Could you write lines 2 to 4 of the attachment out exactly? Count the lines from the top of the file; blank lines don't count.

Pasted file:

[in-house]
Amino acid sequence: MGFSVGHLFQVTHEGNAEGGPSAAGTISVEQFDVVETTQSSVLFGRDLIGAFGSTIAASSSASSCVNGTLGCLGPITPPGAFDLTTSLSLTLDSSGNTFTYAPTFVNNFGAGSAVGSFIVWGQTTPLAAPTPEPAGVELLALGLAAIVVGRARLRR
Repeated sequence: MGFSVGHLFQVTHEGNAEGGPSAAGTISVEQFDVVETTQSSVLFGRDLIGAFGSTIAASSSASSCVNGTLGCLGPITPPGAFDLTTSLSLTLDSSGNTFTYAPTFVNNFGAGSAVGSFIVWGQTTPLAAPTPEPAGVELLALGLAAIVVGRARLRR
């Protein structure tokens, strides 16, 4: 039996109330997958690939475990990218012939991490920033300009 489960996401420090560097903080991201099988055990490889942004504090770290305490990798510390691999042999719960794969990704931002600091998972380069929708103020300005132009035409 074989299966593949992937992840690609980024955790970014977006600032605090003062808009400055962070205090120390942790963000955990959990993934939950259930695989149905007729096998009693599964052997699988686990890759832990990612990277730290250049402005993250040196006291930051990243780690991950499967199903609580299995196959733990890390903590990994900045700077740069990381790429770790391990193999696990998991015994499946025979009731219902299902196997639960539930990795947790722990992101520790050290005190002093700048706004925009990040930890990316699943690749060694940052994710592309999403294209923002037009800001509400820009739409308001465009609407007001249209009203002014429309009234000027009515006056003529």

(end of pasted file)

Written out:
Amino acid sequence: MGFSVGHLFQVTHEGNAEGGPSAAGTISVEQFDVVETTQSSVLFGRDLIGAFGSTIAASSSASSCVNGTLGCLGPITPPGAFDLTTSLSLTLDSSGNTFTYAPTFVNNFGAGSAVGSFIVWGQTTPLAAPTPEPAGVELLALGLAAIVVGRARLRR
Repeated sequence: MGFSVGHLFQVTHEGNAEGGPSAAGTISVEQFDVVETTQSSVLFGRDLIGAFGSTIAASSSASSCVNGTLGCLGPITPPGAFDLTTSLSLTLDSSGNTFTYAPTFVNNFGAGSAVGSFIVWGQTTPLAAPTPEPAGVELLALGLAAIVVGRARLRR
């Protein structure tokens, strides 16, 4: 039996109330997958690939475990990218012939991490920033300009 489960996401420090560097903080991201099988055990490889942004504090770290305490990798510390691999042999719960794969990704931002600091998972380069929708103020300005132009035409 074989299966593949992937992840690609980024955790970014977006600032605090003062808009400055962070205090120390942790963000955990959990993934939950259930695989149905007729096998009693599964052997699988686990890759832990990612990277730290250049402005993250040196006291930051990243780690991950499967199903609580299995196959733990890390903590990994900045700077740069990381790429770790391990193999696990998991015994499946025979009731219902299902196997639960539930990795947790722990992101520790050290005190002093700048706004925009990040930890990316699943690749060694940052994710592309999403294209923002037009800001509400820009739409308001465009609407007001249209009203002014429309009234000027009515006056003529």